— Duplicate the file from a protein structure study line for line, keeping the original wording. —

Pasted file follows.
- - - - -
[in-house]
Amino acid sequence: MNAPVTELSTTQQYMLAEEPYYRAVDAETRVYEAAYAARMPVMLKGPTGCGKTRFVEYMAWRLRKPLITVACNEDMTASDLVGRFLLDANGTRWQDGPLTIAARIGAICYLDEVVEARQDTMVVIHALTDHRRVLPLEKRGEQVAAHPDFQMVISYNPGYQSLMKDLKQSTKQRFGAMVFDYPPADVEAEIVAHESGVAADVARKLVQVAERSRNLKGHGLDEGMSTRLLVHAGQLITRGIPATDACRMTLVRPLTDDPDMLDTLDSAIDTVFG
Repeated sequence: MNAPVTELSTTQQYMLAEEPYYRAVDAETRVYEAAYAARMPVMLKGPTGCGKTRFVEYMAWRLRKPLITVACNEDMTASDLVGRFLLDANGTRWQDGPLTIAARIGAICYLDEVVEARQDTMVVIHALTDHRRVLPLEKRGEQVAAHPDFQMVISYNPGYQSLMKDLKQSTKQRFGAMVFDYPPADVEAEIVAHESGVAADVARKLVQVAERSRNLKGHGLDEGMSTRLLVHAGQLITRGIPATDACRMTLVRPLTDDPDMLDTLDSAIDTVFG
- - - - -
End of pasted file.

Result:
[in-house]
Amino acid sequence: MNAPVTELSTTQQYMLAEEPYYRAVDAETRVYEAAYAARMPVMLKGPTGCGKTRFVEYMAWRLRKPLITVACNEDMTASDLVGRFLLDANGTRWQDGPLTIAARIGAICYLDEVVEARQDTMVVIHALTDHRRVLPLEKRGEQVAAHPDFQMVISYNPGYQSLMKDLKQSTKQRFGAMVFDYPPADVEAEIVAHESGVAADVARKLVQVAERSRNLKGHGLDEGMSTRLLVHAGQLITRGIPATDACRMTLVRPLTDDPDMLDTLDSAIDTVFG
Repeated sequence: MNAPVTELSTTQQYMLAEEPYYRAVDAETRVYEAAYAARMPVMLKGPTGCGKTRFVEYMAWRLRKPLITVACNEDMTASDLVGRFLLDANGTRWQDGPLTIAARIGAICYLDEVVEARQDTMVVIHALTDHRRVLPLEKRGEQVAAHPDFQMVISYNPGYQSLMKDLKQSTKQRFGAMVFDYPPADVEAEIVAHESGVAADVARKLVQVAERSRNLKGHGLDEGMSTRLLVHAGQLITRGIPATDACRMTLVRPLTDDPDMLDTLDSAIDTVFG